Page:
So… I did not have any graphing module at this time. It’s always some work to make a custom script/page for that, so that’s why it wasn’t done yet. However, why make your own? In the last years, at the office we started using Grafana. It’s a great tool for making dashboards with graphs on it!

And this did not cost more than a couple of minutes to get up and running, including the graph. Although in a crude first version. Probably fine for the next two years 😉

The steps were easy, see the README.txt again, at the bottom. In summary; create a docker volume to make sure the data is kept between restarts. Run a Grafana docker image connected to that volume. In Grafana, set up a datasource, connecting to the mysql database. And finally create the graph on a new dashboard. An example sql query is in the README.txt (warning: the screenprint below is missing the 4* factor in the values to get to hourly rates).

Grafana SQL Query Config

And here’s my first attempt at Grafana graphs, using the influx data. I switched from measuring every 15 minutes to measuring every minute around 15:40 at the right of the graphs.

Grafana InfluxDB graph examples

The influx graphs do render very quick, much better than using the SQL meter_view graphs!

Some notes on the python script

Output from the script (in docker log output)

It’s quite a while ago that I wrote the script, but there are many code comments in it. So just have a good read of it, in case it doesn’t fit your situation. Should be easy to change / fix / update.

Here some notes:

  • At the top, all connection settings to sql and influx databases can be set.
  • Then the script opens the serial port, and connects to the database.
  • There is a big map “obis_codemap”, which translates the codes at the start of the serial output lines into a human readable attribute label. It does follow standard version 5.0.2. for DSMR 5.0. And is taken from a manual, so should be fine.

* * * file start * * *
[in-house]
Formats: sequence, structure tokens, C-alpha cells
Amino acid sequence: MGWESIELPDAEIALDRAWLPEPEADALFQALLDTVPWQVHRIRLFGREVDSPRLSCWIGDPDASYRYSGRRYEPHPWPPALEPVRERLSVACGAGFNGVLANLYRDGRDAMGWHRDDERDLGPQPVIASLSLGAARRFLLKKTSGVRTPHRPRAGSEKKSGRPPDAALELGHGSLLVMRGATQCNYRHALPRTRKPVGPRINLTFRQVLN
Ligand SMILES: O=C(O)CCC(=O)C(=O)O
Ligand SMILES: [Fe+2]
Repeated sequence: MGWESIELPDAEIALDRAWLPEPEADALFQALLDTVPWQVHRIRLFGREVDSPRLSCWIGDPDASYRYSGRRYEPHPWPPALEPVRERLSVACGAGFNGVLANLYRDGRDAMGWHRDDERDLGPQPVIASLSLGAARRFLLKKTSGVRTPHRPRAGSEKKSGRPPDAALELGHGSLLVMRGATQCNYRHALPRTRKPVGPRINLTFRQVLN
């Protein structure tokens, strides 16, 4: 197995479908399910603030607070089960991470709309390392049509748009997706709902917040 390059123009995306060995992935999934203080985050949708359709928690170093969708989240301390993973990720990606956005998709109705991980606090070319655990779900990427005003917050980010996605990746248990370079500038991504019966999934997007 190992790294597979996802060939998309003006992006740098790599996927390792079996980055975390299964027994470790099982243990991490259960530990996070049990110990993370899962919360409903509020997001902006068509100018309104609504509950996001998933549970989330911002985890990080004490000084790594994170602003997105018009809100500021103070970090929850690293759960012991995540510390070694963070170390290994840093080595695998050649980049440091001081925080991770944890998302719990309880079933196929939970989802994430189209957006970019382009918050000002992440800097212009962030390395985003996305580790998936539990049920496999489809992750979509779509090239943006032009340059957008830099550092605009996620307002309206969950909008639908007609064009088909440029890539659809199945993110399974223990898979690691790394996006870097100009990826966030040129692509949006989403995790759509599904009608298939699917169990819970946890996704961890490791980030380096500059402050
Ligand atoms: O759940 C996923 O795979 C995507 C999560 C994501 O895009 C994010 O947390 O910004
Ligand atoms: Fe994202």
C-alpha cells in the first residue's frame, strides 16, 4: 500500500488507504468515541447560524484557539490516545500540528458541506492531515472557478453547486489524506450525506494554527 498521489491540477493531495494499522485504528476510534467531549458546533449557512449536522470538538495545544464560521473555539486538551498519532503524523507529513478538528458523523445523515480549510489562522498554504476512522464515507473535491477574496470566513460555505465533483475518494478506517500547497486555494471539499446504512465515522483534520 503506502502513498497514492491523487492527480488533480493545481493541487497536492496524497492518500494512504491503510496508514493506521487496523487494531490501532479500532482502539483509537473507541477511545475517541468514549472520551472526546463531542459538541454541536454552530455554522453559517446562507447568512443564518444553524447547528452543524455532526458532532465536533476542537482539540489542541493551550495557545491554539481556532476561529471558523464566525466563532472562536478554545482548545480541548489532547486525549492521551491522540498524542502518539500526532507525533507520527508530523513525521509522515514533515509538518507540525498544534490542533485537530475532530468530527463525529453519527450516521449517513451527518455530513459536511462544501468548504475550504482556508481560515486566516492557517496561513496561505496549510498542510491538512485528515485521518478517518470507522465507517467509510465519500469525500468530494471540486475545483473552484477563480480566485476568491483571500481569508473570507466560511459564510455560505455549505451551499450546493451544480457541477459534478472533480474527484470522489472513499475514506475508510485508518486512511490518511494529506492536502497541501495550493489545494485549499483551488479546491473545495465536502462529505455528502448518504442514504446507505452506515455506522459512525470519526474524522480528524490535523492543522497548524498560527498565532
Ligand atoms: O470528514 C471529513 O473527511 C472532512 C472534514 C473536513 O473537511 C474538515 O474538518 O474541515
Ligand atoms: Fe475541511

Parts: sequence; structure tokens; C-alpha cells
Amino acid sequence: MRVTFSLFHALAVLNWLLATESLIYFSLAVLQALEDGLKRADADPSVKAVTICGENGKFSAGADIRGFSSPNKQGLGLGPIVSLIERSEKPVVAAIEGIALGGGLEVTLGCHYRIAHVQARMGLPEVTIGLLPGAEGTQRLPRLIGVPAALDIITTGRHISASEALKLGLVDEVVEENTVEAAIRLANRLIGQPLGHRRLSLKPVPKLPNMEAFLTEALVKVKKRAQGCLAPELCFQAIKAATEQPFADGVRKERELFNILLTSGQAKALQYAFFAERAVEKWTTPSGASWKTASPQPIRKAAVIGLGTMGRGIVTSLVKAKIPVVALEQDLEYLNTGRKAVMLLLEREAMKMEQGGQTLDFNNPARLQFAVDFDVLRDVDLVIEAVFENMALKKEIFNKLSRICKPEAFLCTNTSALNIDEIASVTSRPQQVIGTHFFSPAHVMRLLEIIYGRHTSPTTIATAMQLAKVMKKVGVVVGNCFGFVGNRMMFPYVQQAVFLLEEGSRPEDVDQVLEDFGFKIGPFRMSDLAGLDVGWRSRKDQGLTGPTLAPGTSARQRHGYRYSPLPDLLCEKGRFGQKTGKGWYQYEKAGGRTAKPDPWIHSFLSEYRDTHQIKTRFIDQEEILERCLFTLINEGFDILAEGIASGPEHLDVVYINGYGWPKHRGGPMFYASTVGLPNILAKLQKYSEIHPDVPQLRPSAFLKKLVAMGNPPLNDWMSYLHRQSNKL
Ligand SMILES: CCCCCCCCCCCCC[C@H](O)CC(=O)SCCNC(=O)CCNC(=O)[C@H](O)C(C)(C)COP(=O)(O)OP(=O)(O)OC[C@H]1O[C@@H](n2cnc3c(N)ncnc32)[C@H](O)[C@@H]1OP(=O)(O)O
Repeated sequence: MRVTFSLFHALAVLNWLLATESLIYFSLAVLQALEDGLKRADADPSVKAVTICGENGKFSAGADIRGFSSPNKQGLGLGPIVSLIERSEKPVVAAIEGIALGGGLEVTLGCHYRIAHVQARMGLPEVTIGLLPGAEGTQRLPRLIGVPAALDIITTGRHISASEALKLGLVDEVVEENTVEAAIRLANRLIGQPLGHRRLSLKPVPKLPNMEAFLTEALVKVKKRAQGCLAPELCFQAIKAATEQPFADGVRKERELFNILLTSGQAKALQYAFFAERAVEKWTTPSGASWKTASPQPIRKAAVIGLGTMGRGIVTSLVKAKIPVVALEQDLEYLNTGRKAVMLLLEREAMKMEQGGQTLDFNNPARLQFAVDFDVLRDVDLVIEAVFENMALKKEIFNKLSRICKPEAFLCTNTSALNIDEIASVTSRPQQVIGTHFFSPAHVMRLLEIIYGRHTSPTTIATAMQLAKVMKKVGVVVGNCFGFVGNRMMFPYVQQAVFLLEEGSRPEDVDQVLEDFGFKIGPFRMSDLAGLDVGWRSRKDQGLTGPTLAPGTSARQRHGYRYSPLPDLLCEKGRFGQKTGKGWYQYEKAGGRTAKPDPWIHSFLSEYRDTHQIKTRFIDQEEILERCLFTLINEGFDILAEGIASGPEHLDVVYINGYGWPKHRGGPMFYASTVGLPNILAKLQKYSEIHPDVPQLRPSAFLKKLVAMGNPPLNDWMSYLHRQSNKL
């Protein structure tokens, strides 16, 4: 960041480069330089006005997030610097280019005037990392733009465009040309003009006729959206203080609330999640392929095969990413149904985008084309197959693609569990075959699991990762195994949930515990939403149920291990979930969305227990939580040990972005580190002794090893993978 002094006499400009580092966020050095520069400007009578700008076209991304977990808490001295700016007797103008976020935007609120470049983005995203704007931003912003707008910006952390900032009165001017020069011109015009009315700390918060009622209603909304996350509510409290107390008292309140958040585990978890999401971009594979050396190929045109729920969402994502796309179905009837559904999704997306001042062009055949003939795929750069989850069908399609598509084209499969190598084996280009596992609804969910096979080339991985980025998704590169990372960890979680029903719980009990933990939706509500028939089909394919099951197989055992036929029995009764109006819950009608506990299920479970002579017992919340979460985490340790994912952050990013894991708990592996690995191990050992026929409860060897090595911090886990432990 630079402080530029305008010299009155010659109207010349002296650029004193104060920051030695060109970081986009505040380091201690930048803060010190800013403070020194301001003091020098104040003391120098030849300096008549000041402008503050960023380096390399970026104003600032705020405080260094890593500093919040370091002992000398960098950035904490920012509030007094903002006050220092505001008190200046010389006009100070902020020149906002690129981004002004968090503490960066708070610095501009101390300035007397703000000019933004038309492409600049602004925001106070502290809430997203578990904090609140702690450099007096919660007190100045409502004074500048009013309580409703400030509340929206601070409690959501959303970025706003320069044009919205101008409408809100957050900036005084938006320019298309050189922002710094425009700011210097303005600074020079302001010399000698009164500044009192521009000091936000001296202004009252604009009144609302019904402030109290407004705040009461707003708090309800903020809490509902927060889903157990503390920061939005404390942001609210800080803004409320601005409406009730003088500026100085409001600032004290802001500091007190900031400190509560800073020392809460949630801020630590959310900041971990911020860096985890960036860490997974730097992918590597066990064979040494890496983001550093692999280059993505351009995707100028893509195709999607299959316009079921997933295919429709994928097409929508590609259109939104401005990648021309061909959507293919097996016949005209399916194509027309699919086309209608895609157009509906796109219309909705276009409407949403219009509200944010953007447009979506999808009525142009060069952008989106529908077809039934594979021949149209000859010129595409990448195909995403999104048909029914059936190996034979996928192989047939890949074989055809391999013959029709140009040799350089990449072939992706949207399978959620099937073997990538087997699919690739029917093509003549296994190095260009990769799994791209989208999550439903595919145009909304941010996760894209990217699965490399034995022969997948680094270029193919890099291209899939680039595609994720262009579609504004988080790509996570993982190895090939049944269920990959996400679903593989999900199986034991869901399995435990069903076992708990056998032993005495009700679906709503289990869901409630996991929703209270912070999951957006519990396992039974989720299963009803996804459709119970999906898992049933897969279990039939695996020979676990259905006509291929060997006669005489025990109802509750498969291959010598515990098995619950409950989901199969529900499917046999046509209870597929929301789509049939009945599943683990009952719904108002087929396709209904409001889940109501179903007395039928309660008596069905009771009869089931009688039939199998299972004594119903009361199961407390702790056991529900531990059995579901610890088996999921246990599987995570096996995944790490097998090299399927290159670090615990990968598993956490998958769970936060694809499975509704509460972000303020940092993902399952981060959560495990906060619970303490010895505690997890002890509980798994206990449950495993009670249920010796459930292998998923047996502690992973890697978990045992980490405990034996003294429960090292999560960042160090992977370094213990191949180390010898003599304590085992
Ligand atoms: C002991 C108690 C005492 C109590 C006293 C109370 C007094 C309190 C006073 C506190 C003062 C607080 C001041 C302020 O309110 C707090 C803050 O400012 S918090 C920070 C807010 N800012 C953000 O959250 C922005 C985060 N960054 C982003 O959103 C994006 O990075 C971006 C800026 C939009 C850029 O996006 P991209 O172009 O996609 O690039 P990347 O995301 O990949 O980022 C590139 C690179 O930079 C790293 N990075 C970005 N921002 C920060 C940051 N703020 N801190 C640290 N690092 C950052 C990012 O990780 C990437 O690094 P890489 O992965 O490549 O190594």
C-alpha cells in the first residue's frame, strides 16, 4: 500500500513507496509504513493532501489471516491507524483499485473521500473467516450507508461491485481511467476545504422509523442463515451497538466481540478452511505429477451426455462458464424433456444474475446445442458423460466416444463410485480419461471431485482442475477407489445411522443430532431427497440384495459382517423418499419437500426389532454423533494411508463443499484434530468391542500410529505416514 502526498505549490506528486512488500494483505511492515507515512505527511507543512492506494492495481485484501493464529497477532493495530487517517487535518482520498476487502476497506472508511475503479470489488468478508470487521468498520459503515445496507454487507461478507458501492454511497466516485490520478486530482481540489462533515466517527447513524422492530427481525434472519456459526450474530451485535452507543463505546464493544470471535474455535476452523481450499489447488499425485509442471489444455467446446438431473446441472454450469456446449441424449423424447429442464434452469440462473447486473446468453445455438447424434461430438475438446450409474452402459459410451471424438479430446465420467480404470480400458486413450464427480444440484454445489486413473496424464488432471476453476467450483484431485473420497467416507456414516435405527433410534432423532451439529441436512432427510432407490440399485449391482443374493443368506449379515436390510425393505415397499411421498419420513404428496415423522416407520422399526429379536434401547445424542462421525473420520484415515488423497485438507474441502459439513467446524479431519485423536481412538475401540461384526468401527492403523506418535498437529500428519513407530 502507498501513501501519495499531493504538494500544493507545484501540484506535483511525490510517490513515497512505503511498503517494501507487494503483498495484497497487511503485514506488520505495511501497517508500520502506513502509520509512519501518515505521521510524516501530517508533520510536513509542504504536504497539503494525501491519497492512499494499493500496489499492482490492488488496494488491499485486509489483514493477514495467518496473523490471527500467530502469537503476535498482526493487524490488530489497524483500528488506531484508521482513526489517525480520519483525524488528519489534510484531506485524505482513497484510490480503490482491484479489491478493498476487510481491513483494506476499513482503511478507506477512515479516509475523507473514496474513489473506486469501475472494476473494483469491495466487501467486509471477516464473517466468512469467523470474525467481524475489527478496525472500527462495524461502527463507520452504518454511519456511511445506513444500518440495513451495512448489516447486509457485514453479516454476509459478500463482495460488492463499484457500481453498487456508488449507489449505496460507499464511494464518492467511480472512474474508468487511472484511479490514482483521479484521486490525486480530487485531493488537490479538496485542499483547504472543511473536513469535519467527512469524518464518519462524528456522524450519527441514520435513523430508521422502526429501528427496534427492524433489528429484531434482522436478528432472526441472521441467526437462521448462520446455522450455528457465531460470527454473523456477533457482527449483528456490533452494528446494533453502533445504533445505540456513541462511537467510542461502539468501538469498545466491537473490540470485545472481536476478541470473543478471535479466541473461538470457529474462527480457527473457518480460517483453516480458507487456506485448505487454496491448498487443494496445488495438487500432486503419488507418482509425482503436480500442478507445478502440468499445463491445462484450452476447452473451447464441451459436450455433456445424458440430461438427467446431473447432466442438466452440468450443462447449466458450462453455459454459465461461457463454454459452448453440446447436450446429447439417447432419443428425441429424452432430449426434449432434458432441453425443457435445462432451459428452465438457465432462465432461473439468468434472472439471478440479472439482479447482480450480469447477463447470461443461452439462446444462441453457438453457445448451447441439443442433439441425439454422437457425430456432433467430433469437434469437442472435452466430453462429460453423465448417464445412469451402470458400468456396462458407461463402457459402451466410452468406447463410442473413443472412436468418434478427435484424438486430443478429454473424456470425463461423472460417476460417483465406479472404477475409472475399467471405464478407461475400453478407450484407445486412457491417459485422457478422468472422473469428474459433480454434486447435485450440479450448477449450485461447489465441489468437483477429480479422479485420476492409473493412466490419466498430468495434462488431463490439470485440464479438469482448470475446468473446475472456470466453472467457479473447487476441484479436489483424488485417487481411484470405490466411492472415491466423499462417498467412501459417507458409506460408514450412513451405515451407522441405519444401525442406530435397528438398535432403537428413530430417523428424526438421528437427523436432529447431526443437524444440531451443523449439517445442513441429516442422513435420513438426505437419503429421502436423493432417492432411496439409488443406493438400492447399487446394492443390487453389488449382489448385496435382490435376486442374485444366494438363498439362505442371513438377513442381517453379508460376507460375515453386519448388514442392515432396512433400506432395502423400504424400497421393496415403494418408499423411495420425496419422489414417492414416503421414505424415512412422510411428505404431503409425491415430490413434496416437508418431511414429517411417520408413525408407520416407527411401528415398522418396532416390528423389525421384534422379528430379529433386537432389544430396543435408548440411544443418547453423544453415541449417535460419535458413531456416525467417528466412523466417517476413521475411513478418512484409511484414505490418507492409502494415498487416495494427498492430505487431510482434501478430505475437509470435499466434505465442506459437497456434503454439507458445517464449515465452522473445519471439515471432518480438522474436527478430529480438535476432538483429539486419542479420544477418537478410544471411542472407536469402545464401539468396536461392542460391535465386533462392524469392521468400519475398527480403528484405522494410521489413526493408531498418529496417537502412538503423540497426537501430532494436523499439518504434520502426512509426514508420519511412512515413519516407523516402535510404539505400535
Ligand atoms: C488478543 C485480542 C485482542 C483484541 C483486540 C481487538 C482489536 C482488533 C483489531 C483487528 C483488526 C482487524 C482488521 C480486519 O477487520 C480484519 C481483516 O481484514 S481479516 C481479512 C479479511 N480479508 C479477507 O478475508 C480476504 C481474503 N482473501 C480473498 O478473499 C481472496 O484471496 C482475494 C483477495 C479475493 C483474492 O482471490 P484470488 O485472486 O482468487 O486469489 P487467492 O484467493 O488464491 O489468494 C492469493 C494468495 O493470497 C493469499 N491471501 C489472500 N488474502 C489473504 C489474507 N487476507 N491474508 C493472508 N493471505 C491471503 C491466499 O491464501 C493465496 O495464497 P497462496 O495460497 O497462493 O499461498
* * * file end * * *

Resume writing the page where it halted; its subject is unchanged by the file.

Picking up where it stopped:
• Then there is a helper function “parse_value”. It transforms some of the values into usable versions for sql.
  • The code will look for a proper start line, and when found will switch to reading the lines one by one and use obis_codemap to map to usable data. Each data line is split on the round brackets in separate fields.
  • The meter has an internal expansion bus (MBUS). In my meter, there is a (wireless) link with the GAS meter. In other cases you could have some other extra connections. You may need to tweak lines 139-146 for your situation.
  • Lines 182-189 handle different cases of number of fields and data sizes, also depending on partial field names.
  • 168-175 are used for the MBUS extensions, to memorize the type number. The serial data (called a datagram) is read top to bottom, and the MBUS#_DEVICE_TYPE value will determine the meaning of the data lines that follow.
  • 197-200, printing the data line. Format: original input, followed by –> and parsed data.
  • 204-209, look for end of message, and keep track of total message to use later for CRC checksum calculation.
  • 217-228, checksum handling. On error exit without storing measurement.
  • 231-272, insert data in influx (if enabled)
  • 275-284, insert data in sql database, and close (if enabled)

To send data to influx, the key/value pairs from the meter are transformed in a post body with “KEY value=VALUE” lines. Where VALUE will be quoted if it is a string value. See notes in read.py for more info.


Back in 2018, it was a nice project to find out how to read the P1 meter port. You can find many ways to do it on the internet. Lots of data available.

Migration from native python into docker was not a big thing. Of course I took some shortcuts. You can make the container smaller, less build layers, and use internal docker networks instead of using the host IP and external port mappings. But this was just a hobby thing. Not an enterprise solution.

Nice bonus was the easy / quick addition of the graph using Grafana.

To get better graphing performance, it would be good to look at using InfluxDB instead of (or next to) mysql. Influx is meant for storing time-series data, and fast querying of it. Perhaps some other time… Done! (October 2020).

Thijs Kaper, February 3, 2020.

Note: the cable I used can be found on aliexpress; search for “Usb uart ttl to rj12 6p4c for ISKRA AM550 sagemcom XS210 meter in combination with Domoticz“, and I used the “ISKRA AM550” version of it. Here’s a link (not sure if it will keep working): LINK

5 thoughts on “P1 Energy Meter Reader using Python in Docker

  1. Hello,

    I wanted to ask which cable you took exactly for reading the Iskra AM550 electricity meter.

    Best regards!

    1. Updated the article with a note to point to the used cable, and it’s search terms in case the link won’t work anymore later on.